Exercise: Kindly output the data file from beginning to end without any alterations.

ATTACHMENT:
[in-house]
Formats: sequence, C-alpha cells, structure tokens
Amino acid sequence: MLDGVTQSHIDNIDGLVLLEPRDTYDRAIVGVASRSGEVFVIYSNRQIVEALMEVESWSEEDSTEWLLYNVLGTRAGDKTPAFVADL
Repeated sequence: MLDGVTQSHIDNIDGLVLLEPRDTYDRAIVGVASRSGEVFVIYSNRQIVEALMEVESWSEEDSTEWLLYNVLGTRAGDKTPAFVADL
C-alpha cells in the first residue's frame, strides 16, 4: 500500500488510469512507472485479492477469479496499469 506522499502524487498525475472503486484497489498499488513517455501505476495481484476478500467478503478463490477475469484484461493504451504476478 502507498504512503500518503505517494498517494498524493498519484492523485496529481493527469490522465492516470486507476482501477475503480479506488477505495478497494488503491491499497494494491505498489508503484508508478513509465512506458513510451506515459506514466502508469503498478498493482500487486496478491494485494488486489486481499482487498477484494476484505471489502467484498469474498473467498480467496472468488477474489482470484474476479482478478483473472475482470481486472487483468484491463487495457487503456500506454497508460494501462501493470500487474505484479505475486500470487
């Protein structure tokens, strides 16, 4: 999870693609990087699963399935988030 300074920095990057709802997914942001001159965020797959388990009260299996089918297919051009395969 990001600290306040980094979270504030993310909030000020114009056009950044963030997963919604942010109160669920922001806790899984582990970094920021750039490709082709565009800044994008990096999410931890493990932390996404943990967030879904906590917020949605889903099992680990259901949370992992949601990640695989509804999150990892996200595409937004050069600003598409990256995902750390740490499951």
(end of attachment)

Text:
[in-house]
Formats: sequence, C-alpha cells, structure tokens
Amino acid sequence: MLDGVTQSHIDNIDGLVLLEPRDTYDRAIVGVASRSGEVFVIYSNRQIVEALMEVESWSEEDSTEWLLYNVLGTRAGDKTPAFVADL
Repeated sequence: MLDGVTQSHIDNIDGLVLLEPRDTYDRAIVGVASRSGEVFVIYSNRQIVEALMEVESWSEEDSTEWLLYNVLGTRAGDKTPAFVADL
C-alpha cells in the first residue's frame, strides 16, 4: 500500500488510469512507472485479492477469479496499469 506522499502524487498525475472503486484497489498499488513517455501505476495481484476478500467478503478463490477475469484484461493504451504476478 502507498504512503500518503505517494498517494498524493498519484492523485496529481493527469490522465492516470486507476482501477475503480479506488477505495478497494488503491491499497494494491505498489508503484508508478513509465512506458513510451506515459506514466502508469503498478498493482500487486496478491494485494488486489486481499482487498477484494476484505471489502467484498469474498473467498480467496472468488477474489482470484474476479482478478483473472475482470481486472487483468484491463487495457487503456500506454497508460494501462501493470500487474505484479505475486500470487
């Protein structure tokens, strides 16, 4: 999870693609990087699963399935988030 300074920095990057709802997914942001001159965020797959388990009260299996089918297919051009395969 990001600290306040980094979270504030993310909030000020114009056009950044963030997963919604942010109160669920922001806790899984582990970094920021750039490709082709565009800044994008990096999410931890493990932390996404943990967030879904906590917020949605889903099992680990259901949370992992949601990640695989509804999150990892996200595409937004050069600003598409990256995902750390740490499951």